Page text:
Never witnessed a F-35 in person. If I stay at my current command long enough, I likely will see the F-35C in action though. I have seen V-22s in action and landing on the carrier.

Anything about the RN is mere speculation though. Everything I have read in your link and elsewhere is either dreamy speculation or best guess. They don't have the ships complete, not even close to doing trials with the F-35 or knowing what will work and won't work. Right now the only precedence they have is by what the USN is having issue with. If they think on that one forum that there will be a lifetime coating they are sadly mistaken.

I think there is some confusion in and around about deck coatings. Thermion and other heat resistant/corrosion resistant deck coatings are not new. They have been around a long time. Thermion and the application on Wasp is a short term solution for a time critical mission. That mission is to torture test the F-35B at sea, integrate the pilots to its operation at sea, train flight deck personell and work platform issues. What the F-35B is doing on Wasp is repetitionally far in excess of what the F-35B will do operationally on LHD's or LHA's. Comments from PAO's are merely defensive in the fact they never say anything in the affirmative for fear that something else will develop.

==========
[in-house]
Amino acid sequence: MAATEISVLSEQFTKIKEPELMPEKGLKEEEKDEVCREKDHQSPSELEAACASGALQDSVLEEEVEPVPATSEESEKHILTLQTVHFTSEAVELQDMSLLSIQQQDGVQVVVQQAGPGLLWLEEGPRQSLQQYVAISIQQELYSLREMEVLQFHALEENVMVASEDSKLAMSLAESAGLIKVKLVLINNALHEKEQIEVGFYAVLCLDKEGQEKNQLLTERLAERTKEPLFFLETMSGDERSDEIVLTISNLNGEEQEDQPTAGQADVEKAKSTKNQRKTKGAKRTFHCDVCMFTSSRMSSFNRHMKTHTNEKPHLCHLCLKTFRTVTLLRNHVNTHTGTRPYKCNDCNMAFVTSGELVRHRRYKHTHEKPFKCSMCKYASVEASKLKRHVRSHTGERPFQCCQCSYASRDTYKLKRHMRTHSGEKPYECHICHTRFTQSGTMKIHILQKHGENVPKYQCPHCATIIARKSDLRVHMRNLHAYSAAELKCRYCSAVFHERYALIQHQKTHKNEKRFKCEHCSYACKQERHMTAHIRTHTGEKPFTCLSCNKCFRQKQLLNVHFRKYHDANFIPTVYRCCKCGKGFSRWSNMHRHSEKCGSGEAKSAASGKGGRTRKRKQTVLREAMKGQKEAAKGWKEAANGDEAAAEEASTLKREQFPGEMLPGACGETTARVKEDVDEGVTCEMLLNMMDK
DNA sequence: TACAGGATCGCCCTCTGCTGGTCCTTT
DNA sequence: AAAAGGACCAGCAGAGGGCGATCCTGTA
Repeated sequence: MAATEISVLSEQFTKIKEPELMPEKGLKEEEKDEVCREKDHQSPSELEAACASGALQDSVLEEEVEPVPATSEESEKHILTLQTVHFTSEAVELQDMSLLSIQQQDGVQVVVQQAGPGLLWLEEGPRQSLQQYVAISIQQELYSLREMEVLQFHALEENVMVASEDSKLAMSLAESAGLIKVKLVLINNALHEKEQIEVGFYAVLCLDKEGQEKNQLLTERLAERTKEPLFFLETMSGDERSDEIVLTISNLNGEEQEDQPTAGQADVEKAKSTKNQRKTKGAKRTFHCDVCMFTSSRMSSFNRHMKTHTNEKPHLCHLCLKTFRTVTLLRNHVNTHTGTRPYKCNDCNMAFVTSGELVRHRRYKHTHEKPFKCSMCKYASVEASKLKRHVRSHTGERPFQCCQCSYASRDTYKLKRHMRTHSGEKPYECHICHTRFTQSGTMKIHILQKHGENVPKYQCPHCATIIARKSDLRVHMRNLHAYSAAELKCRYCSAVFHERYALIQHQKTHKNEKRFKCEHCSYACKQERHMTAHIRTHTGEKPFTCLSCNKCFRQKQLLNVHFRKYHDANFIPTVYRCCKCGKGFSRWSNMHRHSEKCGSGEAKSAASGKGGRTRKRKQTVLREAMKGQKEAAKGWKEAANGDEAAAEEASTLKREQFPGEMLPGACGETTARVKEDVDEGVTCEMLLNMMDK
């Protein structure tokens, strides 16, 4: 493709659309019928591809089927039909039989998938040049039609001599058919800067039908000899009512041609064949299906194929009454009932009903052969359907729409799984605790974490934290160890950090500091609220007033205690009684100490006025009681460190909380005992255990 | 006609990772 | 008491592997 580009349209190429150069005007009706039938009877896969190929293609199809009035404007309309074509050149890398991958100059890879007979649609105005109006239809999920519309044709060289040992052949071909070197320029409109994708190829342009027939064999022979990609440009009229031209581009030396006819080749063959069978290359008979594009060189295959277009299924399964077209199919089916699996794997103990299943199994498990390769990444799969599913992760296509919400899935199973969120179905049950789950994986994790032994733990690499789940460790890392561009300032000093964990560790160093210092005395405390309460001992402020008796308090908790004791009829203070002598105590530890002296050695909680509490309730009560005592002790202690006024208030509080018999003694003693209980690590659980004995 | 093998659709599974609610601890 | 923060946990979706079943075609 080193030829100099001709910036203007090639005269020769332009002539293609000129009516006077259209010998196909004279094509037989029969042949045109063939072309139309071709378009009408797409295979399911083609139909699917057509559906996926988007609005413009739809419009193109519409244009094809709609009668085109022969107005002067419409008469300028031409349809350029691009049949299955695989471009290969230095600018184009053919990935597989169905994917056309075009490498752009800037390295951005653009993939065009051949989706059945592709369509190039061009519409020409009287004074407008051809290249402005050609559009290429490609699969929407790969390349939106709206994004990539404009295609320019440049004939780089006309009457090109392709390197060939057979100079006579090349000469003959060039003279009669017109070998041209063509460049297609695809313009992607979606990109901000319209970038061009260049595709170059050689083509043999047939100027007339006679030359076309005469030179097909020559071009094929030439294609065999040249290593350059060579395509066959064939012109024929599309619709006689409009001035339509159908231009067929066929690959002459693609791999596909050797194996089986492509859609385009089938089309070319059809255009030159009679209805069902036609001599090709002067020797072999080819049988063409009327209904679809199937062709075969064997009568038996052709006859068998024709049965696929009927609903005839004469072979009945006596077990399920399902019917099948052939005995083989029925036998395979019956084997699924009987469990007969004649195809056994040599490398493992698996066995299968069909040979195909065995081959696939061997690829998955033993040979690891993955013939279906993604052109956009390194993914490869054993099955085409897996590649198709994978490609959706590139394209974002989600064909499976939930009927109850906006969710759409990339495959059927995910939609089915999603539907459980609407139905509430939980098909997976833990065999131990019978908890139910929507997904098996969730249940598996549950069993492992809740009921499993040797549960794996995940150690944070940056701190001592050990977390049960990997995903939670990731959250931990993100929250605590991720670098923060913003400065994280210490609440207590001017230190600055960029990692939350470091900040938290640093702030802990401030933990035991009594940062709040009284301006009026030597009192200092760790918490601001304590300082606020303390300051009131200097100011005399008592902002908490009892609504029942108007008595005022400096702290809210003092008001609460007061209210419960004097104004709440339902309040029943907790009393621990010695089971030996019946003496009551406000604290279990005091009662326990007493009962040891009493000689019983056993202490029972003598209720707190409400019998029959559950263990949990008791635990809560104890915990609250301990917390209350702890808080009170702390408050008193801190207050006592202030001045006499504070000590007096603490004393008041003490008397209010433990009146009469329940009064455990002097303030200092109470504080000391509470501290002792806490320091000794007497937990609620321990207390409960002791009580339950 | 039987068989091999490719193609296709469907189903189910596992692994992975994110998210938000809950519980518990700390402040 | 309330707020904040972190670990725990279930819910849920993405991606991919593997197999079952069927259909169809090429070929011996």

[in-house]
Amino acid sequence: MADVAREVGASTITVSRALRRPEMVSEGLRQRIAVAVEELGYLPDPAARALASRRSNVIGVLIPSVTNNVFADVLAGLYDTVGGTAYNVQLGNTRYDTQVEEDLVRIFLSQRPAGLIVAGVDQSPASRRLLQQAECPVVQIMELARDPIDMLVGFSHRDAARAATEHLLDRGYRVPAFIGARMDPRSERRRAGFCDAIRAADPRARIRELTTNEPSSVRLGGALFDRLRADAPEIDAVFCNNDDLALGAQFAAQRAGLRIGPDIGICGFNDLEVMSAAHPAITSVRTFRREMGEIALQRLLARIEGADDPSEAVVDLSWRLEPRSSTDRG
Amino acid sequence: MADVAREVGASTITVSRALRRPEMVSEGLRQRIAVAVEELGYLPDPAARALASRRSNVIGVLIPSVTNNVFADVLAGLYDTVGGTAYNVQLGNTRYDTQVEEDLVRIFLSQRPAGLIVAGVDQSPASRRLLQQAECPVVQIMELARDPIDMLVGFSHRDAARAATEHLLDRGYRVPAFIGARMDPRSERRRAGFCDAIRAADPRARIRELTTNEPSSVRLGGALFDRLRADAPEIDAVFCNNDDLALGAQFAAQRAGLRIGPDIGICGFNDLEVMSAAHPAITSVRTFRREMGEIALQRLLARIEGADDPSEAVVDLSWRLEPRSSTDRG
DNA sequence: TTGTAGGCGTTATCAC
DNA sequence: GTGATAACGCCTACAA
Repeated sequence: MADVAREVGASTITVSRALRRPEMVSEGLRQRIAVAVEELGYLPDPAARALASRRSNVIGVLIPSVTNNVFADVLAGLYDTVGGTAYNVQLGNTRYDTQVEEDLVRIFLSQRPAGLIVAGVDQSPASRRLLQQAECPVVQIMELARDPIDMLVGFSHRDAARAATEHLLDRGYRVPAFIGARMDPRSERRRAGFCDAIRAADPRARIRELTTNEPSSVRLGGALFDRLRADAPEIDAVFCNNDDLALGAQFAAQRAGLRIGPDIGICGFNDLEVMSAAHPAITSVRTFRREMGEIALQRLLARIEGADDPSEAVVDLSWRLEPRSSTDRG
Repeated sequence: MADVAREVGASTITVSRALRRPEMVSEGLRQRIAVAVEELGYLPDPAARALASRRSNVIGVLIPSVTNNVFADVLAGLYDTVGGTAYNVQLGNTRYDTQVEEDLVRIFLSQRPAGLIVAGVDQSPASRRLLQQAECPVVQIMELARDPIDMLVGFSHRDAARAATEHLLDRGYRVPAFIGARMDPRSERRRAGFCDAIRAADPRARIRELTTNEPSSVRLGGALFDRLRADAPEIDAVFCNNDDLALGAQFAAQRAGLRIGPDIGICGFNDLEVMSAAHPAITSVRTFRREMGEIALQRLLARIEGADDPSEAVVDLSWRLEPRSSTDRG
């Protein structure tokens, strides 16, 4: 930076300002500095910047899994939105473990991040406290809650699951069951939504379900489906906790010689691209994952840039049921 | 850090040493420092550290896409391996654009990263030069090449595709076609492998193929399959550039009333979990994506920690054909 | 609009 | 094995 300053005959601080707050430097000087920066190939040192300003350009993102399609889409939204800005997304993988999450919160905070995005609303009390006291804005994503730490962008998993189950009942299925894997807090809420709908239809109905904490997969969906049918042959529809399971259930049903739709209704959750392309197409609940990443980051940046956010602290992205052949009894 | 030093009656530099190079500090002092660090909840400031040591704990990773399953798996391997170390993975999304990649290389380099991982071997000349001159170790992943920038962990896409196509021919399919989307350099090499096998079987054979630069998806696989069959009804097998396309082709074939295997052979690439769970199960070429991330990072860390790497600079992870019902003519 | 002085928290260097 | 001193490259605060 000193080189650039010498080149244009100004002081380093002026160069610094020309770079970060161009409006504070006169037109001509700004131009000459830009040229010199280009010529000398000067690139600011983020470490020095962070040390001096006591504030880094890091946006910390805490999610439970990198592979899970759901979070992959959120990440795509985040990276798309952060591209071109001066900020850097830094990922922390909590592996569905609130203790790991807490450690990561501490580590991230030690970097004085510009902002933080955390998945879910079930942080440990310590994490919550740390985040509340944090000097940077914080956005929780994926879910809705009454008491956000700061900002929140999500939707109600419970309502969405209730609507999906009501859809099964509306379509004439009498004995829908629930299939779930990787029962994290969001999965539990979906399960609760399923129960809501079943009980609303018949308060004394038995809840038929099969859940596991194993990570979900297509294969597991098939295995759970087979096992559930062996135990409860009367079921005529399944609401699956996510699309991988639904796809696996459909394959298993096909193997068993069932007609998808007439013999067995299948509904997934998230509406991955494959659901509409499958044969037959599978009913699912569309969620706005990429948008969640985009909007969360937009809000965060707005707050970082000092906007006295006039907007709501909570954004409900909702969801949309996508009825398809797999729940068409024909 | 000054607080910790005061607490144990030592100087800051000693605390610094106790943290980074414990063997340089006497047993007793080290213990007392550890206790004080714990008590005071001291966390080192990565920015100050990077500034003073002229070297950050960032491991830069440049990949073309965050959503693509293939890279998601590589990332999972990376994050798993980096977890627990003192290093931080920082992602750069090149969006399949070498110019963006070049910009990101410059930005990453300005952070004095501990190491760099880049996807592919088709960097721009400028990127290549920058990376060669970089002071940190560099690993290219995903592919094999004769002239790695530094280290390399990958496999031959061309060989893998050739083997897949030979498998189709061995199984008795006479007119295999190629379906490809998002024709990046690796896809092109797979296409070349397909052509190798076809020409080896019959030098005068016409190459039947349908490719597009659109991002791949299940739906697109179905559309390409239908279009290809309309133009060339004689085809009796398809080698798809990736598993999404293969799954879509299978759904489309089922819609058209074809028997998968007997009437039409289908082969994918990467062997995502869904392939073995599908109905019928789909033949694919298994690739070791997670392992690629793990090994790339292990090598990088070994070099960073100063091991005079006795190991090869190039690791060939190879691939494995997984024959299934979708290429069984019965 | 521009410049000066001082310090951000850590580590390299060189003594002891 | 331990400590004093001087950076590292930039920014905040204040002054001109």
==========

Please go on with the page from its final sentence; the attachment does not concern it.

There are big differences between the LHD/LHA landing areas and the CVN decks of course. What is being described about the deck edge stuff on QE seems to be taken out of context really. There is no reason to protect the entire deck from F-35B jet blast. USN LHD/LHA AV-8 ops and soon to be F-35B ops occur unconventionally. VSTOL approaches do not approach the ramp like traditional fixed wind a/c do on traditional carriers. They will almost always come in at an angle from port abaft the beam, breaks on, to land vertically on a 'Spot'. Which is almost always Spot 5 for VSTOL. In emergency conditions like bingo fuel or hung ordnance, there is a chance they will come in on the centerline. But Ive never seen it, not once. AFAIK QE will employ the F-35B landing over the ramp on centerline and rolling, just because this is the RN methodology for the Sea Harrier. So the whole deck and deck edge coating is merely a normal corrosion control method. There are also other concerns in regards to the QE class. It was designed to be cheaper to build by building to commercial standards and not military standards. Meaning the structures are not as robust and therefore more short lived.